Monghyr Jamalpur

Munger – A Brief Outline

Situated in 250-23’ N. and 860-26’ E. It is the headquarter of MUNGER Commissionary. The town is practically surrounded by the Ganga on three sides, viz. south west and north and the Kharagpur hills forming the eastern border. It is situated in the heart of the district and its particular location has made portion of the town a beauty spot. The situation was once considered to be strategic. Munger has a beautiful townscape. Prior to the CENSUS OF INDIA- 1971, Monghyr was in vogue as its name.

Munger District is located in the southern part of Bihar and its headquarter is located on the southern bank of river Ganges. The district is spread over 1419.7 Sq. km. accounting for 3.3% of the area of Bihar . It lies between 240 22 N to 250 30 N latitude and 850 30 E to 870 3 E longitude. From administrative and development point of view,Munger is divided into three subdivisions namely Munger,Kharagpur, and Tarapur. There are nine developmental blocks namely Munger, Bariarpur, Jamalpur, Dharahara, Kharagpur, Tetia Bambar,Tarapur Asarganj and Sangrampur. There are about 903 villages in the district. The Munger district on an average is 30 to 65 mtrs above sea level. The average annual rainfall is 1231 mm.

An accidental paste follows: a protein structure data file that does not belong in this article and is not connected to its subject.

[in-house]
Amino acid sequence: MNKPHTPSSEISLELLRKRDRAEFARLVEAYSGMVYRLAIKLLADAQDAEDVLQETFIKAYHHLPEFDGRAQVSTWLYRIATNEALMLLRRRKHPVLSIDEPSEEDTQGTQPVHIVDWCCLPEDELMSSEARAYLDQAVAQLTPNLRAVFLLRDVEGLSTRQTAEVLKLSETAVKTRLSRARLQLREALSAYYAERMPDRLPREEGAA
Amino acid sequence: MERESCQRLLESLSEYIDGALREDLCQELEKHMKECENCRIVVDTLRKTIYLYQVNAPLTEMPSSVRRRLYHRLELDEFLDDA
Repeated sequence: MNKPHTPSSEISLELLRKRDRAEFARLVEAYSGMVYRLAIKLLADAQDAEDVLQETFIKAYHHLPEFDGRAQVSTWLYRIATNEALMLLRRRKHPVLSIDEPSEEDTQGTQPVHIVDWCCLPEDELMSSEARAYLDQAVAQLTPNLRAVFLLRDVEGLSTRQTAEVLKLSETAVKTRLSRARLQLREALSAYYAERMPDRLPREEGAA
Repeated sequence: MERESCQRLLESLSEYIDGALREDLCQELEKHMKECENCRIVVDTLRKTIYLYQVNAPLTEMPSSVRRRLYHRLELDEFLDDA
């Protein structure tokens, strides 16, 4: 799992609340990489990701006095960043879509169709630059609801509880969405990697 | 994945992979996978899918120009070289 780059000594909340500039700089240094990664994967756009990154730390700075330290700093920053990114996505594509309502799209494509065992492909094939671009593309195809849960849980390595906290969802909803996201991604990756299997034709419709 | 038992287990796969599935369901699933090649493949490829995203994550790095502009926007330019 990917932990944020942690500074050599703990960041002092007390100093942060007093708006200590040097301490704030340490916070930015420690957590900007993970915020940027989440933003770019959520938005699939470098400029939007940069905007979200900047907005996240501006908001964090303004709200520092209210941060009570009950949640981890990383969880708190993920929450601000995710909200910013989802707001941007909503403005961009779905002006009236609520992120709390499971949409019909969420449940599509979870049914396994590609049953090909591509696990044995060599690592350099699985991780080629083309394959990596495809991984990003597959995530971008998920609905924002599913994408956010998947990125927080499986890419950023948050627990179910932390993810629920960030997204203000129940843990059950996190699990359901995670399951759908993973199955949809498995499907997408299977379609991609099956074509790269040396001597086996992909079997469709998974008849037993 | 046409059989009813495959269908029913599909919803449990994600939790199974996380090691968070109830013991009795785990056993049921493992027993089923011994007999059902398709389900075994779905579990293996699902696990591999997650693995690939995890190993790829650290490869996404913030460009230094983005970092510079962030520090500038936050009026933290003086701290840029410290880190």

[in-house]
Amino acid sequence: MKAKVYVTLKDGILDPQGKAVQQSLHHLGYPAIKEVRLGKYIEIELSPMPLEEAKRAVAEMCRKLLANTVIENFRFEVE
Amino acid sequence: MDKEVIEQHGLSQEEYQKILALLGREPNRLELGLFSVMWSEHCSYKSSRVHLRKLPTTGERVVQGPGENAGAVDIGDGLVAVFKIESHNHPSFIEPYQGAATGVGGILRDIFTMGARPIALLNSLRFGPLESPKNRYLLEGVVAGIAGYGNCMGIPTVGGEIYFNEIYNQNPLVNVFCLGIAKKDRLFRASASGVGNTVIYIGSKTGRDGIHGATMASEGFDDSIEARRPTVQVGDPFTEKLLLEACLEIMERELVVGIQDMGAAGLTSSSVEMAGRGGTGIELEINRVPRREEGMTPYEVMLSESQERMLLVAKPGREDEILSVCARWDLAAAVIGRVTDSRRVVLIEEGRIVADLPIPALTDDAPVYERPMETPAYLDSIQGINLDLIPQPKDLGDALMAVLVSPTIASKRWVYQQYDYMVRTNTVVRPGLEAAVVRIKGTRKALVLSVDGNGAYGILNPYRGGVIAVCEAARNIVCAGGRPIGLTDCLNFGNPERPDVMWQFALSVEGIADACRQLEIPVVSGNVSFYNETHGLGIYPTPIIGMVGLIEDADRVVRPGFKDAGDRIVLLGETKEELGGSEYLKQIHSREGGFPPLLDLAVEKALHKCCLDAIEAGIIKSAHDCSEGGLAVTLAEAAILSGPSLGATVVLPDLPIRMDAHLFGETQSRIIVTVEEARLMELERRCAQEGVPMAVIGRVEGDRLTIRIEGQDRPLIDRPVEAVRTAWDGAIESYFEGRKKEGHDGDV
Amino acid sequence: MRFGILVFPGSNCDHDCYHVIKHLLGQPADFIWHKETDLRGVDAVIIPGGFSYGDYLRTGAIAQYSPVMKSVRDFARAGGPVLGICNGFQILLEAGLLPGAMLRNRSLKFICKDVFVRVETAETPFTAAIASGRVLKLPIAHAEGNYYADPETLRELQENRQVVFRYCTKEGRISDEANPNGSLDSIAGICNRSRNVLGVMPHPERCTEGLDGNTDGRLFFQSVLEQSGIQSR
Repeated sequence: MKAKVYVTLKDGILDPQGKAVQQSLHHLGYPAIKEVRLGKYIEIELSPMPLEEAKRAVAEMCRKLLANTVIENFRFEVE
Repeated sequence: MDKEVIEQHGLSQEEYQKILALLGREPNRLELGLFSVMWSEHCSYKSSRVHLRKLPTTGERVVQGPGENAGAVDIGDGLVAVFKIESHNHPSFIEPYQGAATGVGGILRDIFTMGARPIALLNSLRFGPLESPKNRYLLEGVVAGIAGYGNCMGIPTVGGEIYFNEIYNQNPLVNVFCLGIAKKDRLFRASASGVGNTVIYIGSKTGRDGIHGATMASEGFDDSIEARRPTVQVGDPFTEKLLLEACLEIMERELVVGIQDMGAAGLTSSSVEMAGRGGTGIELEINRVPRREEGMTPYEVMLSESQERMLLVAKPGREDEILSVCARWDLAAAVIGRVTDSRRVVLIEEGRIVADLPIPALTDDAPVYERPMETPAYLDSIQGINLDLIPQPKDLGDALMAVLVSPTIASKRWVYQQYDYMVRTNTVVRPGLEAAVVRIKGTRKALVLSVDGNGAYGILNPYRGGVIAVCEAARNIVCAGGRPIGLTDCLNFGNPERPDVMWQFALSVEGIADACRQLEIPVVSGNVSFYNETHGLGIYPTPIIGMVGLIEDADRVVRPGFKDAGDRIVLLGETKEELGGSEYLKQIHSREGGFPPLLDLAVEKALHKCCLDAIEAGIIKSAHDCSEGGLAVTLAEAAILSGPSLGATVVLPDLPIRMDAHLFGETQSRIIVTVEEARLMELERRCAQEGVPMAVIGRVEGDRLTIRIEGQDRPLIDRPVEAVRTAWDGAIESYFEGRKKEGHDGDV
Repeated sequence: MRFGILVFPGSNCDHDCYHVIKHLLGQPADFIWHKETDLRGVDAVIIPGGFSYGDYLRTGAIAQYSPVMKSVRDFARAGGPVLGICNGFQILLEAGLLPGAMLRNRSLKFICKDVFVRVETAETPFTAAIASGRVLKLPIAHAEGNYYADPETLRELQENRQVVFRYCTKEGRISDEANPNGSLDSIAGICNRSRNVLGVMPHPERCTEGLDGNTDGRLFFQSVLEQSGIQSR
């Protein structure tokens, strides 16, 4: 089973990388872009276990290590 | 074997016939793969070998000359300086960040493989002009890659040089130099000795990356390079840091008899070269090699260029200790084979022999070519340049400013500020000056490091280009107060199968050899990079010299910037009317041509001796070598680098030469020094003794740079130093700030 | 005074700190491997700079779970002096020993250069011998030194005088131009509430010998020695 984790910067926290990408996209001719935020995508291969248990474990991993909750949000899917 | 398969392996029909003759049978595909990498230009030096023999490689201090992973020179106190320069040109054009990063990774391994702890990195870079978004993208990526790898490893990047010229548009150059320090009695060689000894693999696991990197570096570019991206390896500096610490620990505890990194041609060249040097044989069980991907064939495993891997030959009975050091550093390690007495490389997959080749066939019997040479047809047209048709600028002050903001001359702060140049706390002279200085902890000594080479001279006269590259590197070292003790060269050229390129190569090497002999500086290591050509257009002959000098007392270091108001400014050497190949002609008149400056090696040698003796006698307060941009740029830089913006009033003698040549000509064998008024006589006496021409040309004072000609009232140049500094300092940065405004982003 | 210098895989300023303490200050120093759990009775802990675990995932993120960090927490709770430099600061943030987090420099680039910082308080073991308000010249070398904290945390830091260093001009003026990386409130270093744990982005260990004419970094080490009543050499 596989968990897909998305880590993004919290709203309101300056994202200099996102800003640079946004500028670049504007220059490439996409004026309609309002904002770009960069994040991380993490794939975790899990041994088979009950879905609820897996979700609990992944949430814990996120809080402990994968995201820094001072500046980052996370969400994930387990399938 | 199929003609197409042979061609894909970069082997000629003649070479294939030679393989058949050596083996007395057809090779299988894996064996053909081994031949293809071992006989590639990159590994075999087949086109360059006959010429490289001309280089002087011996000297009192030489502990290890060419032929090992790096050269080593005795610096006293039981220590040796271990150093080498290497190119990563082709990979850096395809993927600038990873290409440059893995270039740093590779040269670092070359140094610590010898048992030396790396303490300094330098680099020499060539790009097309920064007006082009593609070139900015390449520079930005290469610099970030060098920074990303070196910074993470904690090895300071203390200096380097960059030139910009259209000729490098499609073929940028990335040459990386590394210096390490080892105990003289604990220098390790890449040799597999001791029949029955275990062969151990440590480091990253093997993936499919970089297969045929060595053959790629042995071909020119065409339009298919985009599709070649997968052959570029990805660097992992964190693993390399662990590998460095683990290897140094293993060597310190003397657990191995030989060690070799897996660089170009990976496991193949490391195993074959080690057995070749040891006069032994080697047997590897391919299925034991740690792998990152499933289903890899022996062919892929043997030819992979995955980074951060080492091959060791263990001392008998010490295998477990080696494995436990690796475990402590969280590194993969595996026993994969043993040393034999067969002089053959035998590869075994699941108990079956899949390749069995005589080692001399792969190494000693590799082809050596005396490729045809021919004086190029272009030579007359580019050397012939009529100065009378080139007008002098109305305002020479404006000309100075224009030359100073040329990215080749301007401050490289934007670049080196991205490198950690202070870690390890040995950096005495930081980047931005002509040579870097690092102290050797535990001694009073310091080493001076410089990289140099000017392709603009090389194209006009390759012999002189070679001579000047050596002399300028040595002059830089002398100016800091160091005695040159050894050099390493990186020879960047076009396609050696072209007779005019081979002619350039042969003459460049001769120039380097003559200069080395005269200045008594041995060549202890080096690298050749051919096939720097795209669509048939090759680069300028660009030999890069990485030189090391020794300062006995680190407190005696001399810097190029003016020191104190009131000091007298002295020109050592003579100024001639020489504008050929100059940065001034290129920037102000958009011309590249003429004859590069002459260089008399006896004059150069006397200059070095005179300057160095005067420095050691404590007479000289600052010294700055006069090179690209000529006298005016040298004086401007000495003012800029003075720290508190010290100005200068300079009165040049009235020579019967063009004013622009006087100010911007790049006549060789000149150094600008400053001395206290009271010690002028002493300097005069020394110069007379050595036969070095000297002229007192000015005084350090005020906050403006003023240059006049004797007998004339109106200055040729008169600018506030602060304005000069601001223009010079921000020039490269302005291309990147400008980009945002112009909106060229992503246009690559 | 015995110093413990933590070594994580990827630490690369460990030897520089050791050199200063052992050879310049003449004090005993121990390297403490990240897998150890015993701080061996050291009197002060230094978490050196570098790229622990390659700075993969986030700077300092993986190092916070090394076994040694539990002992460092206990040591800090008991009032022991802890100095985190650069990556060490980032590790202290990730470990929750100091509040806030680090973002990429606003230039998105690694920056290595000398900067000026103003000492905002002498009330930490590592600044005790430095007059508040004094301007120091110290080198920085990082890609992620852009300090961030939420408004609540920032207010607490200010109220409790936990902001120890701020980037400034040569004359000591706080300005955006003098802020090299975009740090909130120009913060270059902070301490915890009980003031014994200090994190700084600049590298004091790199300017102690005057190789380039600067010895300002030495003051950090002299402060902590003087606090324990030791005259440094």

Jamalpur (जमालपुर, बिहार) is a town and a municipality in Munger district in the Indian state of Bihar.

Jamalpur, the name literally means beautiful (Jamal-) town (-pur) and that is a literal description of the place. Jamalpur is best known for its large railway workshop (कारखाना) in the Eastern Railway Zone (India) and the railway institute IRIMEE (The Indian Railways Institute of Mechanical and Electrical Engineering). Jamalpur is best known as a very large workshop on the East Indian Railway, employing over 25,000 people at one time. The town was established during the British Raj and the cultural hub at that time was the Railway Institute. The Railway Institute was huge – it had its own movie theatre, a six-lane swimming pool, four tennis courts, two billiard rooms and a bowling lawn. Its dances were renowned and railway folk came from all over the East India Railway (EIR) to attend.

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